Today, more than five years later, our vision has reached the 5th stage of completion. Every evening, new residents marvel at their new twilight vista.” So say Broadway Malyan, the architects brave enough to have their involvement advertised on the front of the St George website, as though remisicing with satisfaction over some kind of significant contribution to mankind.

Read on to find fictions of your own possible near future: “Owning a luxurious apartment or penthouse is just the start of the adventure. As a St George Wharf resident, you will be part of a sophisticated, cosmopolitan living environment. Imagine: outside, a series of landscaped courtyards sweep out to the river’s edge with a 275m promenade, for residents and public alike. Tranquil courtyards echo to the gentle sound of fountains. Stylish bistros, cafes and shops around the piazza provide an irresistible excuse to simply sit, talk or watch the world go by. A health and fitness studio is planned for the future.”

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With a scenario written like this, someone needs to check that JG Ballard hasn’t indeed been installed behind a desk the A+U unit, approving developments most likely to end in yuppie carnage.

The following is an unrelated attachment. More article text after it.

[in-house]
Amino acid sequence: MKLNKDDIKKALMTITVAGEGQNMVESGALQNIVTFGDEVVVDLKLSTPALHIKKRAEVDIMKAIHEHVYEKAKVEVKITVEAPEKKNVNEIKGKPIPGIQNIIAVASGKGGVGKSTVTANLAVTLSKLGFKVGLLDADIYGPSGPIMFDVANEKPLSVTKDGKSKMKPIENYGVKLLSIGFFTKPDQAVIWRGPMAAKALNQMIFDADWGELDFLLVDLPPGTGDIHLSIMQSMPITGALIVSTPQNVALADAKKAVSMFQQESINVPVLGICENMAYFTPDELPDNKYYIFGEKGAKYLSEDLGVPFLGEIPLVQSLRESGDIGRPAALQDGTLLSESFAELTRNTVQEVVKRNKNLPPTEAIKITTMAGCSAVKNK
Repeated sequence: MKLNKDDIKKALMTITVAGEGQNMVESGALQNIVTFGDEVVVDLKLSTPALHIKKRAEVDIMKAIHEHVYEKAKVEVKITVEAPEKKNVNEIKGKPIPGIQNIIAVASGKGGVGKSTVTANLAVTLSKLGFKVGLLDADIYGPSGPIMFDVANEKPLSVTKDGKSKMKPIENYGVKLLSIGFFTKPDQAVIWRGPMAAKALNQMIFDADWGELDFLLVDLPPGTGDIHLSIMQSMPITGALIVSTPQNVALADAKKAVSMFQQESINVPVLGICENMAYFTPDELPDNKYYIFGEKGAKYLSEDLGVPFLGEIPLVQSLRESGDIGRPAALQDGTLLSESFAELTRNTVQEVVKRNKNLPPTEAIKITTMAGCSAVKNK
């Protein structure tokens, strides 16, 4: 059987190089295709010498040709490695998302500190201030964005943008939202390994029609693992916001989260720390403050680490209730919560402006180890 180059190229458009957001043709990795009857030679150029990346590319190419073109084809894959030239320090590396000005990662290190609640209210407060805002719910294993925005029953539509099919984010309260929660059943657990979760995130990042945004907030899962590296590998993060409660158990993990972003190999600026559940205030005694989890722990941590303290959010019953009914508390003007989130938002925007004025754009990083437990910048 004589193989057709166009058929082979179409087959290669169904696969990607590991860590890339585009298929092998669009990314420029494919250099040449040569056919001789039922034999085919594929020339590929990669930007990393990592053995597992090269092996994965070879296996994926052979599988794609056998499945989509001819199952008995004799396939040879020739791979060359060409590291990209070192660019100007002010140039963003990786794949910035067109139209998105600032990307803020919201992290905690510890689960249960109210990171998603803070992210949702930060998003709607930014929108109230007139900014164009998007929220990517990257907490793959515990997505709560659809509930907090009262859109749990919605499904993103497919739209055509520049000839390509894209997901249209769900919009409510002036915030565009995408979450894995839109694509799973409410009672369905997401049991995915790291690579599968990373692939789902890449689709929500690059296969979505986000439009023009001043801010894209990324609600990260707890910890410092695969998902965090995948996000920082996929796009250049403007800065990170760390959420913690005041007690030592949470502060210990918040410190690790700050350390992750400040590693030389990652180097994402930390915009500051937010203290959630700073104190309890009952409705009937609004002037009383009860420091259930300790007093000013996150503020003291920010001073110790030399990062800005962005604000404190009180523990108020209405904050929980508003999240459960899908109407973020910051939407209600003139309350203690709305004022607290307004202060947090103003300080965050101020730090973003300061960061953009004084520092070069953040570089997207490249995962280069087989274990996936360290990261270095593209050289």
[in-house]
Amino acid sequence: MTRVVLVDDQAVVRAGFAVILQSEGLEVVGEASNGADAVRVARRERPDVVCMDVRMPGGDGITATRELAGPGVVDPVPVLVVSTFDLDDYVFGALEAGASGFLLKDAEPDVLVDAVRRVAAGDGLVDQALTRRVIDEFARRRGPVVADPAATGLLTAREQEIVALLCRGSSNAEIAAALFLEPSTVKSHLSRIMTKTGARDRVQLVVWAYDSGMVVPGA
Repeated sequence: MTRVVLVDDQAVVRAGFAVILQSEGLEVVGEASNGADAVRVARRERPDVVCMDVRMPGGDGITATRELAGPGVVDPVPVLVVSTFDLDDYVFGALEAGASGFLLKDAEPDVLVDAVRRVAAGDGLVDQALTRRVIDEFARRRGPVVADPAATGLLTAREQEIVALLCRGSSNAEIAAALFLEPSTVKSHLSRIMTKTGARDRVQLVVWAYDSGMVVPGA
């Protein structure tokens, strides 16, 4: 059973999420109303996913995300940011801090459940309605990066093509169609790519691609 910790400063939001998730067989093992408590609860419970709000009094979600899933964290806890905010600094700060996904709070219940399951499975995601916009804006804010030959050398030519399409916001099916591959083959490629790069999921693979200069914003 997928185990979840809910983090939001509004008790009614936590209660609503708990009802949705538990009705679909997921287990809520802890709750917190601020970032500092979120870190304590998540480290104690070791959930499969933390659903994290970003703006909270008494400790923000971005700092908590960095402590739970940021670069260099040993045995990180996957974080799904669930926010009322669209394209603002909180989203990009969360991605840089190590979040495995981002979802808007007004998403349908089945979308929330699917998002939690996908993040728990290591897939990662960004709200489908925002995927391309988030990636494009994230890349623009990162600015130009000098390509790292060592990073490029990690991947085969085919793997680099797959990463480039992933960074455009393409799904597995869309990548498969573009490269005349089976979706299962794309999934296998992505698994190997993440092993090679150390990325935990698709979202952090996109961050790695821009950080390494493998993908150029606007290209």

The buildings – named with watery-heritage – swim in ‘high quality’ public space where it is impossible to imagine anything ever happening.

It’s the fact these are monsters that have no idea of their own self. What is more terrible – the idea that developers are trying to hoodwink the entirety of public life? Or the fact that this is honestly an attempt to make sense of contemporary living? These are perversions of Richard Rogers 1980s plea for Thames-side urbanism. It’s enough to make him spin in his grave even though he’s still very much alive.

Quite frankly, these buildings are fucking insults. They are an anathema to a London that spans from Handle to Hendrix, Inigo Jones to Steve Jones, kebabs to kings, the M25 to the Mall, suburbia to Soho.

Of course, this early 21st century ugliness will one day become rewritten as late 21st century beauty, though quite what twists and turns in London’s plot will precipitate this are hard to imagine. If you are in for the long term and an urban pervert, why not visit the marketing suites: Monday – Friday, 10-8. Weekends 10-6. +44 (0)207 978 4141.